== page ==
Optical identification of IGR J13091+1137 as a heavily obscured AGN
ATel #719; N. Masetti, E. Palazzi, A. Malizia (INAF-IASF, Bologna), A. J. Bird (Univ. Southampton), L. Norci (Dunsink Obs.), I. Bruni (INAF-Oss. Astron. Bologna), A. Bazzano and A. De Rosa (INAF/IASF, Rome)
on 3 Feb 2006; 14:42 UT
Credential Certification: Nicola Masetti (firstname.lastname@example.org)
Subjects: Optical, X-ray, AGN
In order to identify the nature of the active nucleus of spiral galaxy NGC 4992, associated with the Chandra and INTEGRAL high-energy sources CXOU J130905.6+113803 and IGR J13091+1137 (see Halpern, Atel #572 and Sazonov et al., 2005, A&A, 444, L37), we acquired a 15-minute optical
spectrum on February 1, 2006 with the instrument BFOSC mounted on the `G.D. Cassini' 1.5m telescope of the Astronomical Observatory of Bologna located in Loiano (Italy).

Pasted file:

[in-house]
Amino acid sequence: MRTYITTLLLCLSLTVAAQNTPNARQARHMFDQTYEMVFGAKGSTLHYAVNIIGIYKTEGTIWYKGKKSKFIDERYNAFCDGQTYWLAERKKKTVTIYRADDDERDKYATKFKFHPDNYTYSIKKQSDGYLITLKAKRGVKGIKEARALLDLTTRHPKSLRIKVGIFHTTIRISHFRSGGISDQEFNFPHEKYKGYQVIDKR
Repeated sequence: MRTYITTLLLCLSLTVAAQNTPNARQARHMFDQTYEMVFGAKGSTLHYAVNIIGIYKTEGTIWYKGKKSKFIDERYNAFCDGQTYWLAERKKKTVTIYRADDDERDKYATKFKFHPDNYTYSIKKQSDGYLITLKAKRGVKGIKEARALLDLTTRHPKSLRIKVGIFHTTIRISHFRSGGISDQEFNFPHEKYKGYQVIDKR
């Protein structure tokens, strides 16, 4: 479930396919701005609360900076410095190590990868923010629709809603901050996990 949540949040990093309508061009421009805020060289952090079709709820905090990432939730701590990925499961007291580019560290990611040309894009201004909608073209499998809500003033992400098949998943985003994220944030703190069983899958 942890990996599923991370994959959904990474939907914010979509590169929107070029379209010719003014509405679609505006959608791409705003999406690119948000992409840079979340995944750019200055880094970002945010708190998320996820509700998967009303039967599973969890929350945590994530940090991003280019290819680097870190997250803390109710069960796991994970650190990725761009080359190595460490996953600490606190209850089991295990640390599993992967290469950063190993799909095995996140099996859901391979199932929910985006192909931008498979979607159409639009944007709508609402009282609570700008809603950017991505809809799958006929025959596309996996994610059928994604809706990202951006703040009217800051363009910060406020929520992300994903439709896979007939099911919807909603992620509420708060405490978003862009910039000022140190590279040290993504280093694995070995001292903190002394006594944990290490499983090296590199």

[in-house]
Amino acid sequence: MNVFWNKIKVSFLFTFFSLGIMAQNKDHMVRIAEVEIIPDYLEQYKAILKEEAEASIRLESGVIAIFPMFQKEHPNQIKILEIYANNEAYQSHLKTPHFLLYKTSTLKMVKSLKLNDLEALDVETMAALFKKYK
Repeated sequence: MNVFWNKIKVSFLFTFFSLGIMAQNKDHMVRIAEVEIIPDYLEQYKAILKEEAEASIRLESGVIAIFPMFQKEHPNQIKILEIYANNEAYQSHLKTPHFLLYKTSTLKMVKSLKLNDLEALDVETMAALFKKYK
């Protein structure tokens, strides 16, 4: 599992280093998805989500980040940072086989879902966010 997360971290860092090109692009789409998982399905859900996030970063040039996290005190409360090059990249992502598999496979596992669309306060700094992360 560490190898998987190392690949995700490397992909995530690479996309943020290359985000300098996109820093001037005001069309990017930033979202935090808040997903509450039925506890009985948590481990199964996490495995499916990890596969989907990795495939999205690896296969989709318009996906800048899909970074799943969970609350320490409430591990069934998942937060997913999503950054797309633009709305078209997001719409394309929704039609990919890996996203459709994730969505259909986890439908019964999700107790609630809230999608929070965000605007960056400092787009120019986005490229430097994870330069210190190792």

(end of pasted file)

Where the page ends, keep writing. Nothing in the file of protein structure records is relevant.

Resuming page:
The spectral continuum in the range 4000-8000 Angstroms is typical of a normal spiral galaxy, with CaII H+K doublet, G-band at 4304A, Hbeta, Mg b band at 5175A, FeI at 5270A and NaI doublet at 5890A absorptions, and a weak [NII] 6583A emission. All of these features are at a redshift z = 0.025 (consistent with that reported on the Hyperleda
The X-ray (0.5-8 keV) luminosity (1.2*10^42 erg cm-2 s-1; Sazonov et al. 2005) combined with the optical spectrum properties suggests that NGC 4992 belongs to the class of X-ray Bright, Optically Normal Galaxies (XBONGs; e.g., Comastri et al. 2002, astro-ph/0203019; see also Severgnini et al. 2003, A&A, 406, 483). The intrinsic absorption measured by Chandra and the INTEGRAL detection further indicate that in this case the best explanation for the nature of this source is a
heavily absorbed AGN. To the best of our knowledge, this is the first XBONG detected at energies above 20 keV, and its closeness to Earth makes NGC 4992 an ideal laboratory for the study of this enigmatic class of galaxies.
We acknowledge the Astronomical Observatory of Bologna for the Service Programme in Loiano.